Journey to the Earl Scruggs Center Continued… Pt-6

County Commissioners Honor The Life Of Earl Scruggs

scruggsresolutionAt their May 1, 2012 meeting, the County Commssioners adopted a Special Recognition Resolution Honoring the Life of Earl Scruggs expressing appreciation for his contributions to the music industry.

Destination Cleveland County Board of Directors July 1, 2012-June 30, 2013
Brownie Plaster, Chairwoman
Adelaide Craver, Vice Chair
John Schweppe, III, Secretary/Theatre Committee Co-Chair
Trip Boinest, Theatre Committee Co-Chair
Robin Smith, Treasurer
Millie Wood, History Co-Chair
Sherry Grenier, History Co-Chair
Linda Horn, Events Co-Chair
Myra Dixon, Events Co-Chair
J.T. Scruggs, Scruggs Center Chair
Shannon Kennedy, Communications Chair
Stan Anthony (Mayor of Shelby)
Stephanie Burrell
Tropzie McCluney
Jeff Ross
Al Dunkleman
Michael Poage

DCC Launches Website And Gets New Pieces For The Earl Scruggs Center Collection

An article in The Star on July 9, 2012 tells that $7.4 million has been raised for the Earl Scruggs Center, including a recent $100,000 grant from the N.C. Rural Center.

DCC Executive Director Emily Epley says that the museum may open as early as the end of this year. Meanwhile, the new website will share information.

The former Appalachian State University Appalachian Cultural Museum donated several items to Destination Cleveland County for the Earl Scruggs Center, including a restored fretless banjo, 1905 fiddle, dulcimer, Stella guitar, Clyde R. Hoey portrait, 1820 plank chair, and three photographs.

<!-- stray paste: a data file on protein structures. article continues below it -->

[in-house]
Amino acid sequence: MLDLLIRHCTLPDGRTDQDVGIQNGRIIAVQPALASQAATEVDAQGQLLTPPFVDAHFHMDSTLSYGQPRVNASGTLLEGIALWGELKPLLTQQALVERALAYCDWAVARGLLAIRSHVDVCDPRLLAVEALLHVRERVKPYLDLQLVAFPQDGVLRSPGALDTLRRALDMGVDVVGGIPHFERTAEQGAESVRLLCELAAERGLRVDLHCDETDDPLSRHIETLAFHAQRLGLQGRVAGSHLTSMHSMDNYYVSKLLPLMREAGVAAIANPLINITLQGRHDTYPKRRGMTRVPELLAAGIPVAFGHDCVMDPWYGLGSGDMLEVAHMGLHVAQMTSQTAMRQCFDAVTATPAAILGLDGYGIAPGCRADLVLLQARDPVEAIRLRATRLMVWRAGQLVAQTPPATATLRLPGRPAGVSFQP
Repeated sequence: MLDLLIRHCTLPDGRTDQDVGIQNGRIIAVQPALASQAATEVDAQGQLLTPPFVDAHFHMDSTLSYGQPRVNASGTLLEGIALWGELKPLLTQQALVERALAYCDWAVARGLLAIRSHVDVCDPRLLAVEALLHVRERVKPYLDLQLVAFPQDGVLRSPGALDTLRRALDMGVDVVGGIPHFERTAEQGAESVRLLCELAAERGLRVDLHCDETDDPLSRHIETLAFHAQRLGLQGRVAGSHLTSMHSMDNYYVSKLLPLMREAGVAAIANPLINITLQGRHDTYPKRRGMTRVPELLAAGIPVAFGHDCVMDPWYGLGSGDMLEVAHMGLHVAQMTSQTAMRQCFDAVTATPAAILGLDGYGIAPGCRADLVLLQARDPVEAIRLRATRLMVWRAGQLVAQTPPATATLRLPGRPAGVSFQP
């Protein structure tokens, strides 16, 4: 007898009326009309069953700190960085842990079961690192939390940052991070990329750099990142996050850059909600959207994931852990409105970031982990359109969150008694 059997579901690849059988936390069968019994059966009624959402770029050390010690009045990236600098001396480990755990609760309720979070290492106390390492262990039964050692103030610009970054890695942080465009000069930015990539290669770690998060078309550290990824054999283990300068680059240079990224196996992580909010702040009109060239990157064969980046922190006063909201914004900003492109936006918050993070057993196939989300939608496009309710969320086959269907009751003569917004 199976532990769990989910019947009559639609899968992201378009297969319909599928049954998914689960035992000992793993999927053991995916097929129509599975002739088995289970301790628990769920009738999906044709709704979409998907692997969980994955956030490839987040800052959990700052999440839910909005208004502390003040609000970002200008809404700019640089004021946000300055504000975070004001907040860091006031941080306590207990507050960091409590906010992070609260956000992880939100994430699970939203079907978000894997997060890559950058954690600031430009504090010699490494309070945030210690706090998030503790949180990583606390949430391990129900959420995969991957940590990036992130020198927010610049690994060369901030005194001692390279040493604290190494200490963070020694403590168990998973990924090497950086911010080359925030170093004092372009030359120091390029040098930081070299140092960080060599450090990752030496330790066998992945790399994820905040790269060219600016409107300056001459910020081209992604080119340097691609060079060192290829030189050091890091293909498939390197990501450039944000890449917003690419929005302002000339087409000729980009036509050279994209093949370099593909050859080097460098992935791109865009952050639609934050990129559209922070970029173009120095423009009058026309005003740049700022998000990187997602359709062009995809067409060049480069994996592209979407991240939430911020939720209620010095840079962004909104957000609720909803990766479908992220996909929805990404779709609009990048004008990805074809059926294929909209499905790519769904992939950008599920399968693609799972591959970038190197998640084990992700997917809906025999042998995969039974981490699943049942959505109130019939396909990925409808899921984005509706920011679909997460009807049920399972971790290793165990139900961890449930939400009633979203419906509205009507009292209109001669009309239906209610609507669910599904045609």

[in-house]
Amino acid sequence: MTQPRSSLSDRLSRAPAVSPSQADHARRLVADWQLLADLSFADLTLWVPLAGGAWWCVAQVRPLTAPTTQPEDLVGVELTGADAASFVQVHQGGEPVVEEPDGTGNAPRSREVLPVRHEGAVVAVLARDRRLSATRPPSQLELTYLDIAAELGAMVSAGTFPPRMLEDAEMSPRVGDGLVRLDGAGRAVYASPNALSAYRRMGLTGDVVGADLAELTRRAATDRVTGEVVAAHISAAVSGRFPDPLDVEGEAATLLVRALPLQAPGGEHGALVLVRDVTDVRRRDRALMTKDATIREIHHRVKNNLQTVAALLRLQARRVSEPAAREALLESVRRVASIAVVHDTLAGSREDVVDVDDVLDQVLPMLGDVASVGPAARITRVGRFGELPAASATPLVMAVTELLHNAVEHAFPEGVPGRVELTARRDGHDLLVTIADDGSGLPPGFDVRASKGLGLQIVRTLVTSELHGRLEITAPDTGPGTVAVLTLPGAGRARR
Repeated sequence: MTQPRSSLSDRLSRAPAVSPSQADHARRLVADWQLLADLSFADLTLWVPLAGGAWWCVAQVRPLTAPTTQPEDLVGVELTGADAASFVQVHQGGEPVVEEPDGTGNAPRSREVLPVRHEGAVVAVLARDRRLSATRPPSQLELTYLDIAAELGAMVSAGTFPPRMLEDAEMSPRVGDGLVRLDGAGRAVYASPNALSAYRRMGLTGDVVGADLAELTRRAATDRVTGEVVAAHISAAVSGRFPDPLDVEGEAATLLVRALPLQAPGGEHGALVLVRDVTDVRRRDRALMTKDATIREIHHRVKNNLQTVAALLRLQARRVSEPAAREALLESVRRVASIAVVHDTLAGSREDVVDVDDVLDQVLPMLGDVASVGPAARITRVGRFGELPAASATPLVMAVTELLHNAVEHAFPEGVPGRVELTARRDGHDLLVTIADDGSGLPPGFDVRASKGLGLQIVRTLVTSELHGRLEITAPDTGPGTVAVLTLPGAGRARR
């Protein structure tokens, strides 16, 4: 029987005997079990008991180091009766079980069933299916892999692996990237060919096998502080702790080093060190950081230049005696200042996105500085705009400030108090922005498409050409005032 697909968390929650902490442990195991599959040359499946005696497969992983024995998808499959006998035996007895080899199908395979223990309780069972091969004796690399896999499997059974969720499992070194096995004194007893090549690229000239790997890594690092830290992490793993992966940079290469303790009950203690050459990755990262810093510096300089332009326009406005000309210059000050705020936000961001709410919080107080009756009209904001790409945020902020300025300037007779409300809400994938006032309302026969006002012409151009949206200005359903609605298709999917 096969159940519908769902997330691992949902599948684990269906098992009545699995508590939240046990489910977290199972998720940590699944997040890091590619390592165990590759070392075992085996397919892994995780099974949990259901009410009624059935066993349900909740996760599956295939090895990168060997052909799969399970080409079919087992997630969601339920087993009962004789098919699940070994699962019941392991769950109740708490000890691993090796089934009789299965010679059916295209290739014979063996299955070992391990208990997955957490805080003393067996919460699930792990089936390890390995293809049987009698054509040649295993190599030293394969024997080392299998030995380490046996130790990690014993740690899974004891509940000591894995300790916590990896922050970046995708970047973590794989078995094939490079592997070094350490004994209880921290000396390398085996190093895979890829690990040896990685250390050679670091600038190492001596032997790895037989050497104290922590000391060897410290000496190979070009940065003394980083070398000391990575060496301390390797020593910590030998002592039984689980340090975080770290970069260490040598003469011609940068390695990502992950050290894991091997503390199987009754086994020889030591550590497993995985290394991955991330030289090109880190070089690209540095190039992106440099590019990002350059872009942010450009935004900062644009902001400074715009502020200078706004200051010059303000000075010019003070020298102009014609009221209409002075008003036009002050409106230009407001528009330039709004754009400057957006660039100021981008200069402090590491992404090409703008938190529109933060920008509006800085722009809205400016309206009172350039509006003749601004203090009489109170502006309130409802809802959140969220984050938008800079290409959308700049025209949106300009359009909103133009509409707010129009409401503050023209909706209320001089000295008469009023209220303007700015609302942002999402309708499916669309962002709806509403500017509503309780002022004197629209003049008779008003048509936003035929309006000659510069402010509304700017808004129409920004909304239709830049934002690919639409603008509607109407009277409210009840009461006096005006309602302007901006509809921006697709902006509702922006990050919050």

It should be noted here that these items are being housed at the storage facility in the old Hunter School building where the artifacts from the Cleveland County Historical Museum are located. Cleveland County is renting this building from the Cleveland County School System, so Cleveland County government is paying for storage of Destination Cleveland County’s property.

DCC Is In Violation Of The Lease Agreement A Fourth Time
Term #5. Use:
Lessee shall be entitled to use the Property for the purpose of maintaining and operating “The Earl Scruggs Center-Songs and Stories of the Carolina Foothills” to enlighten, educate and celebrate the people, traditions and values of all Cleveland County communities, past and present, through the presentation of compelling and experimentsal exhibits and multi-faceted programs.

Cleveland County leased the Historic Courthouse to Destination Cleveland County for use as the Earl Scruggs Center-Songs and Stories of the Carolina Foothills. Now they have changed their name to the Earl Scruggs Center- Music & Stories From The American South.

Are they now encompassing the whole South instead of showcasing what is unique about the history of our local region?

City Council Talks Of More Travel and Tourism Money For DCC

On July 13, 2012, The Star tells that during last week’s city countil meeting, Mayor Stan Anthony suggested using travel and tourism funds to benefit Destination Cleveland County’s Earl Scruggs Center.